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Saying “So Long” To An Old Friend

Paul Poberezny retires Paul I to the Eagle Hangar

February 6, 2003 - Framed by a replica of his first aircraft—a Waco primary glider—and one of his dear favorites—the P-51D Mustang—EAA Founder and Chairman Paul Poberezny eloquently enshrined the noble warbird, Paul 1, to the EAA AirVenture Museum at a special event February 5 at Museum’s Eagle Hangar.


Click image for larger view
Paul and Paul I:  Paul Poberezny committed the P-51D to posterity on February 5. 
(Photo by Jim Koepnick)

Paul’s son, EAA President Tom Poberezny, gave a heartfelt introduction in which he expressed pride that the airplane, as well as the Wright Memorial Award his dad received two months ago, would be shared in perpetuity with the tens of thousands of EAAers and others visiting the museum.

Paul walked to the podium, turned slowly to his left, and said softly to the vintage World War II fighter, “You’ve been a close friend for 25 years.” Paul then faced the 350 people on hand for the special occasion (including one who drove 500 miles to attend) and said, “I’m gonna miss her.” Several nodded appreciably, no doubt recalling the time they sat behind Paul during the most thrilling airplane ride of their lives. He gladly provided a lot of rides in N3451D, serial No. 44-75007.

The epitome of American piston-powered fighters, or pursuit planes as they were called back then, the North American P-51 was designed from paper to prototype in a mere 117 days. Originally called the Apache, the British, the airplane’s first customer, renamed it Mustang. At the peak of production, a new P-51 rolled off a North American assembly line every 66 minutes.

Paul’s love affair with the P-51 began as a flight student at Pursuit School in Brownsville, Texas, during the war. Along with Mustangs, he flew P-39s, P-47s, P-63s, and P-40s there. Paul is thought to be the only living pilot to have flown every P-51 model, from the XP-51, which watched the proceedings from the back of the EAA AirVenture Museum’s Eagle Hangar, to the P-51H. Paul I, which received a Cavalier Aircraft conversion in 1966, was acquired from racer Jerry Brassfield in 1977.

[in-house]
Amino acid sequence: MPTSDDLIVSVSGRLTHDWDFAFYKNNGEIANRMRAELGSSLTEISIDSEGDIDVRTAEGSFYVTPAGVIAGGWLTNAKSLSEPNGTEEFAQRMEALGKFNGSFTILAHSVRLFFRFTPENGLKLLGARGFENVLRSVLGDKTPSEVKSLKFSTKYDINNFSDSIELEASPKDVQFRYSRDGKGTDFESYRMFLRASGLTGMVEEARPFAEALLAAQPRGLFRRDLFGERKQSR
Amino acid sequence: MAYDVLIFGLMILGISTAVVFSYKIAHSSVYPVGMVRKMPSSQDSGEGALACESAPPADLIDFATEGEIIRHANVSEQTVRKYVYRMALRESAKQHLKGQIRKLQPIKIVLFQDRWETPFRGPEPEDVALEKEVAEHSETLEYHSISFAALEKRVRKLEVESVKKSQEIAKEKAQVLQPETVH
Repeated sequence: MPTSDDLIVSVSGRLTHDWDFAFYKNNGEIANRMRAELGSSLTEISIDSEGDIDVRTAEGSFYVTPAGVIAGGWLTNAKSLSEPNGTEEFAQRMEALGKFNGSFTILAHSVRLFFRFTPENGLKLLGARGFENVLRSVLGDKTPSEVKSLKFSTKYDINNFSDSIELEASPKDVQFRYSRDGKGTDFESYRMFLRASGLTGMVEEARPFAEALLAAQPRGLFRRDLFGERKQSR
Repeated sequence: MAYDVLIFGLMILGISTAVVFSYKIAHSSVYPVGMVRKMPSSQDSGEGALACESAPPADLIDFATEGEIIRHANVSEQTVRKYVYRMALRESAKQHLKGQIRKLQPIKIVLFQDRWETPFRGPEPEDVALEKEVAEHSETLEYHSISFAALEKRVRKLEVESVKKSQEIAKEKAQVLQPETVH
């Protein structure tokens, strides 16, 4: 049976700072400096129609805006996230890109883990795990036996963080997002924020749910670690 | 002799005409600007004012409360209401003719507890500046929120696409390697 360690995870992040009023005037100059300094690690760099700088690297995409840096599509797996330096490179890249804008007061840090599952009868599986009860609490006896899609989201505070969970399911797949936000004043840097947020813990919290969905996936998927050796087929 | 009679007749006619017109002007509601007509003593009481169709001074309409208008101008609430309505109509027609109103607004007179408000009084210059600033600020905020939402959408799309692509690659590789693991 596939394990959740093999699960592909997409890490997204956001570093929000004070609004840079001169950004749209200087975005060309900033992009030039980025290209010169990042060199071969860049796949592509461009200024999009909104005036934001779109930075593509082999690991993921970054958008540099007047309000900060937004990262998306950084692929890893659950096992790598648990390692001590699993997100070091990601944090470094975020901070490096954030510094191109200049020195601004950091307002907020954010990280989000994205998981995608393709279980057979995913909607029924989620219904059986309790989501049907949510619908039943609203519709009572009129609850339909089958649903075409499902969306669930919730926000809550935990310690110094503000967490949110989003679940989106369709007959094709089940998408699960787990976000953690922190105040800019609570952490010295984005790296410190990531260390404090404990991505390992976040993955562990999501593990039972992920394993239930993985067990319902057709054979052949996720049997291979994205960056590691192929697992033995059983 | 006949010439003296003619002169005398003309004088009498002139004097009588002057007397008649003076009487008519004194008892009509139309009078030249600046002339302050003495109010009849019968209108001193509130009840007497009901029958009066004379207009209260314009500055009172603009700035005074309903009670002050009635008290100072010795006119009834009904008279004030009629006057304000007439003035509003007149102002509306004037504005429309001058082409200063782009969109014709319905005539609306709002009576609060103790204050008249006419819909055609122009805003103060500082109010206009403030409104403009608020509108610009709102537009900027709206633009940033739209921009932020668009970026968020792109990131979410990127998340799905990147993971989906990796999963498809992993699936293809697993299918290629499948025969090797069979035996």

Click image for larger view
Three hundred fifty people packed EAA's living tribute to World War II military aviation, Eagle Hangar.
(Photo by Jim Koepnick)

In the early 1980s, EAA traded one of the museum’s Northrop Alphas for the rare XP-51 prototype, which was in storage at the Smithsonian's Silver Hill facility. EAA restored the airplane to flying condition, and Paul and Gene Chase, a World War II naval aviator, flew it on special occasions, including EAA conventions. A sputtering engine on what would be its last flight on August 2, 1982, convinced Paul that the aircraft was just too valuable to fly. “I figured I’d have to belly the thing, but I made it back to the airport,” he said. “That was it.”

Same goes for Paul I, which assumes permanent display in the Eagle Hangar along with the only restored Mustang prototype. These two important aircraft create an important and unique exhibit for all to enjoy in perpetuity.
Like the Wright Memorial Award he received in December, positioned next to Paul I for the evening, Paul wanted to share the airplane with his EAA family. “It (Paul I) belongs to the people, like this wonderful award,” he said. “It belongs here.”

Paul concluded the evening with a favorite story, about seeing a man examining the XP-51 at an EAA convention in the 1980s. Always eager to promote an interest in aviation, Paul started telling the gentleman about the airplane. None needed, the man said. His name was Edgar Schmued, the man who led the P-51 design team.

Warm Messages From Attendees

Accredited by the American Association of Museums
  
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